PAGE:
D-BA 2 Digital-Botanic Architecture 11: eTrees, Digital Nature, & BioArchitecture
by Dennis Dollens
Lumen Inc./Sites Books, Santa Fe, New Mexico 2009
72 pp., illus. Paper, $24 USD
Reviewed by Rob Harle
Digital-Botanic Architecture 11 is a follow up volume to DBA-1, which I reviewed for Leonardo in June 2005 (http://www.leonardo.info/reviews/june2005/d_harle.html). This book is similar in layout and subject matter, though it extends Dollens' work since 2005, showing the gradual development and increasing sophistication of the architectural appropriateness of the digital-botanic concept. It is simply a joy to browse through the colour illustrations and marvel at the complexity of the computer generated forms and 3D models.
Again the book is only a slim volume at 72 pages but lavishly illustrated with both black & white and colour plates of drawings, screen shots and photographs. Some of the screen shots are of the software applications that Dollens and his students use to produce the hybrid digital-botanic-architectural forms. Xfrog, Rhino, ParaCloud, Generative Components, and 3D StudioMax (for rendering) are the main applications. Each one does a specialist job, so to speak, the evolving forms are exported and imported to each appropriate application.
The illustrations are accompanied with short textual explanations and DIY footnote links, typical of Dollens' quirky graphical imagination (the DIY concept is explained in the Addendum), this follows Dollens' main essay, eTrees, Digital Nature, & BioArchitecture (pp. 56 -66). “So why not bio-architectural research from citizen scientists? Why not re-envisioning cities and the materials of cities? Why not DIY digital botanic architecture? I'm serious” (p. 68). Dollens is nothing if not serious; he is committed to creating the future, not wondering what it might be like! Being a psychopathological DIY person since I was four years of age, this concept really excites me. “We don't need to wait twenty years for Dupont to develop a stomata panel distributed through Home Depot – one should be DIY-started and tested now” (p. 63). Here! Here!
For those who have little familiarity with the digital-botanic concept, I will let Dollens explain in his own words:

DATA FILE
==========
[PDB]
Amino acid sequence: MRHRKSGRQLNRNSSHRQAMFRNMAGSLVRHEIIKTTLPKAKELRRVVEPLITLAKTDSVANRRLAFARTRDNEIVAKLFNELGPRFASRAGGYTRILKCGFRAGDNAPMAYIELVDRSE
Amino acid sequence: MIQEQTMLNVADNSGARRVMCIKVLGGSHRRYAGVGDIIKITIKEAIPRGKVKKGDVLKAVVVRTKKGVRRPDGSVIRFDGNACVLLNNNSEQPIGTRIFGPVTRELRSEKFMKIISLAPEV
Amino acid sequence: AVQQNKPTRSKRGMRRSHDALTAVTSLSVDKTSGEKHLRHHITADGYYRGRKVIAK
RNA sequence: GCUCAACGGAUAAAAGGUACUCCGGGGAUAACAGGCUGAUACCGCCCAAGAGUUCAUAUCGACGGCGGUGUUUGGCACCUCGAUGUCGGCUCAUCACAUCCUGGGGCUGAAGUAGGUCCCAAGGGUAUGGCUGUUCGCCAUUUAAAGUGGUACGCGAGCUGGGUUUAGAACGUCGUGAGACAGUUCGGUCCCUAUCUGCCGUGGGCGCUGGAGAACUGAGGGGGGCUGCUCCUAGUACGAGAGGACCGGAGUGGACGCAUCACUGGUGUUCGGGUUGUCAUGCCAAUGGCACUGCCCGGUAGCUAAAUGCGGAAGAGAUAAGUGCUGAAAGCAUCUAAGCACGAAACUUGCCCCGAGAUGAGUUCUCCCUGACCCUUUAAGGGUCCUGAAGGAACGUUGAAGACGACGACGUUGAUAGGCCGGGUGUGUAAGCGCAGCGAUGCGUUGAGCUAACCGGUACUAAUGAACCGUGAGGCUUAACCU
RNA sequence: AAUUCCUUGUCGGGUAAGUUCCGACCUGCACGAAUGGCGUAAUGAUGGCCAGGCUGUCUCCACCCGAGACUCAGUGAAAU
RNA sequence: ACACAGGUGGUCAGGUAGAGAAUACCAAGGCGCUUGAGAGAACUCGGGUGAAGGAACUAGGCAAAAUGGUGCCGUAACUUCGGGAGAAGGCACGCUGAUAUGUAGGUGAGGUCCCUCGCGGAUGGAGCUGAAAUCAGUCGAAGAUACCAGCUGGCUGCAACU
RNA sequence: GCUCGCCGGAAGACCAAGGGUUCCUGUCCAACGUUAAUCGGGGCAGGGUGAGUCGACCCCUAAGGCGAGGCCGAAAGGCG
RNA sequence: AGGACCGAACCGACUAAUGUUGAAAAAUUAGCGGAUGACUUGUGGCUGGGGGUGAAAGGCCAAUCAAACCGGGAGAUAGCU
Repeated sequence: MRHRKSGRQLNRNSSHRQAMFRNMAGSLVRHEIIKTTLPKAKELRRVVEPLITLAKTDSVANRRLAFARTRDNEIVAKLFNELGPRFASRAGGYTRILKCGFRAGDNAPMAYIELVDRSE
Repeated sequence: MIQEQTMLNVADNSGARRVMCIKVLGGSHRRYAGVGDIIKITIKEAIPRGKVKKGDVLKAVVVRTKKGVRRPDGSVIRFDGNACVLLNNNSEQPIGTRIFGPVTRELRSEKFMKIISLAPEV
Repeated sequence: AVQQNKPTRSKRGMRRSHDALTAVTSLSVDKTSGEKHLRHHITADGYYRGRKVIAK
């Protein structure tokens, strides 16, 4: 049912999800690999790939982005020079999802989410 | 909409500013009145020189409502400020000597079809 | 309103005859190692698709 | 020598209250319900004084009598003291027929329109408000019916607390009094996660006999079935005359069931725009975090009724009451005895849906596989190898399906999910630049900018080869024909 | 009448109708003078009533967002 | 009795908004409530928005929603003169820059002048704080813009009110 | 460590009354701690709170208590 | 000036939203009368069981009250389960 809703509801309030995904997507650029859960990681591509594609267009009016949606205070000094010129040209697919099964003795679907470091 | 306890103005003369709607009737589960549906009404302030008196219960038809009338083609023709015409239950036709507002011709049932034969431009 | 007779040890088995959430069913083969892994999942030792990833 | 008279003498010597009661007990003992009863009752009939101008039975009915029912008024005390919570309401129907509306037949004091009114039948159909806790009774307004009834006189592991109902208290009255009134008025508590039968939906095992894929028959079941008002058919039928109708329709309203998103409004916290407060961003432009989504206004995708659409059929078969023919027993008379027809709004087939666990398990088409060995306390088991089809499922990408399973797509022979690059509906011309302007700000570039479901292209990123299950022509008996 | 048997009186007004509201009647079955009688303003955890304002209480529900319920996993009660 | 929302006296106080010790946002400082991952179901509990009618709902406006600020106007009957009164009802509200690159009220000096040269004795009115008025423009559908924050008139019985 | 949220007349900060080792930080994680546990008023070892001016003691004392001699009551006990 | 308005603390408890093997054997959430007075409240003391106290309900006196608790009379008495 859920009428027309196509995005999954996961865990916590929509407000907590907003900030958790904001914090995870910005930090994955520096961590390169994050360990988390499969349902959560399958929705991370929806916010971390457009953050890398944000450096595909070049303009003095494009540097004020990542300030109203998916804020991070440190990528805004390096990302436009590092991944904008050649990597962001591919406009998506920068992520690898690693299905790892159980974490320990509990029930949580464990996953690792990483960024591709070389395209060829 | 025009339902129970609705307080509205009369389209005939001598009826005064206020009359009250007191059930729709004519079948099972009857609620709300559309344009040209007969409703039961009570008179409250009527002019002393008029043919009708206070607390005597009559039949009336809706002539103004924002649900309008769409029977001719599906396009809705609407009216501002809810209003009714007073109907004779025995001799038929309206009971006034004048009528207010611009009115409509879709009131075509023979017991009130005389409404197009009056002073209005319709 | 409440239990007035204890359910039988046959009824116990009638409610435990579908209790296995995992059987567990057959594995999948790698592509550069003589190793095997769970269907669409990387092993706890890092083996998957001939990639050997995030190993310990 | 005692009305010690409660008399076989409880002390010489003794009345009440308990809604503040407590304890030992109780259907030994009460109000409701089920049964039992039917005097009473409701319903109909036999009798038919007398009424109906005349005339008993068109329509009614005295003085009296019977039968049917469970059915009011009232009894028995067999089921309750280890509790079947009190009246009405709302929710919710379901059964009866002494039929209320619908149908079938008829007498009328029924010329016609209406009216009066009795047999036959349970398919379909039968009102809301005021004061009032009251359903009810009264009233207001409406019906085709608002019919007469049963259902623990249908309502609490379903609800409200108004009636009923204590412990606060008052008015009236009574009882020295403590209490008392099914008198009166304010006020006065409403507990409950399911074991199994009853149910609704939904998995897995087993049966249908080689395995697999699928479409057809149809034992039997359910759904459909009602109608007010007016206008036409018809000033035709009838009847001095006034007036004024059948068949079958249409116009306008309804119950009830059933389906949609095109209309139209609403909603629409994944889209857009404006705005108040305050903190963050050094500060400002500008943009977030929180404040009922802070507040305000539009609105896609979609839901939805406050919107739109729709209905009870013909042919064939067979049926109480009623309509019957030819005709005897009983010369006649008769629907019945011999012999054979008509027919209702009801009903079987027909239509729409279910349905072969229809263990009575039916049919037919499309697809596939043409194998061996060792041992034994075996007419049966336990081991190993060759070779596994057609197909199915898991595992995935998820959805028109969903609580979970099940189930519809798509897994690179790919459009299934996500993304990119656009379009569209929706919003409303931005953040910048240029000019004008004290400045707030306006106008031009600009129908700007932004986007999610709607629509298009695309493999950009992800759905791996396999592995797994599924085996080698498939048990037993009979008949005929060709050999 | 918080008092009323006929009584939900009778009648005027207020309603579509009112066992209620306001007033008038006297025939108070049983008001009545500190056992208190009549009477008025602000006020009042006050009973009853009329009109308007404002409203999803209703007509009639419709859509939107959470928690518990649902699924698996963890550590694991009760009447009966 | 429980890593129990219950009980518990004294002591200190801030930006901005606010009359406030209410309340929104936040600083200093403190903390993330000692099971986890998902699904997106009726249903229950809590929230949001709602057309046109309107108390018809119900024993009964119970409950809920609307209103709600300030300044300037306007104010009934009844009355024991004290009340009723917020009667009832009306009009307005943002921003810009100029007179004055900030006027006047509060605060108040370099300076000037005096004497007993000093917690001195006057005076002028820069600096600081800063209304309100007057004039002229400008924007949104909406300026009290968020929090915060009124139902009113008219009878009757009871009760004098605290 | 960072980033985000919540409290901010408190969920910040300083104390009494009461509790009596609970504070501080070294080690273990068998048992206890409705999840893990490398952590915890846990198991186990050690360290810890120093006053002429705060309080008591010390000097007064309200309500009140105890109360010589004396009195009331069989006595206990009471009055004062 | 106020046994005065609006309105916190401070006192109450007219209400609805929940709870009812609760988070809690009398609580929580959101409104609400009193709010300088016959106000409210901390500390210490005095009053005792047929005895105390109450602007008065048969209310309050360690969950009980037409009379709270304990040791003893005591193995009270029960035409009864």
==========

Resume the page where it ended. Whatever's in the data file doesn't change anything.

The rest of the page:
“This series of experiments with simulated digital trees, hybridized into architectural elements, illustrates botanic forms and their morphological and mathematical attributes applied to design systems and structures. Using this generative process demonstrates how the transference of some biological properties, held in algorithmic notation, such as phyllotaxy, allometry, and phototropism, may be inherited by architectural and design elements derived from plant simulations and their corresponding biological maths.” (p. 5)
For me the most amazing building to come out of this research is the Self-Shading Tower for Los Angeles (p. 22-28). This project was started in 2007 and is ongoing; it develops the Monocoque concept, which results “...in a load-bearing facade supporting the building and held in compression and tension by the fifteen floor planes” (p. 23) as well as also taking on environmental performance duties these Monocoque panels are stunningly beautiful!
As I mentioned in last month's review of Dollens' BioDesign #3 iPhone App, and Comic Book, Dollens is not only an inspired researcher and experimental architect but a truly gifted pedagogue. He teaches both formally at the University in Barcelona, Spain (ESARQ - Universitat Internacional de Catalunya) and widely through his books and publications. He inspires radical “out-of-the-box” thinking in the best possible way. See also in this month’s reviews my review of ESARQ's latest publication Arquitecturas Genéticas 111/Genetic Architectures 111.
I cannot recommend Dollens' work highly enough. The books are suitable for most readers, highly enjoyable even if you don't want to design buildings, and especially relevant — essential reading I would suggest — for both architects, students, environmental science scholars and architecture historians. You may start writing the history of the future built environment because Dollens' work will surely be a part of it.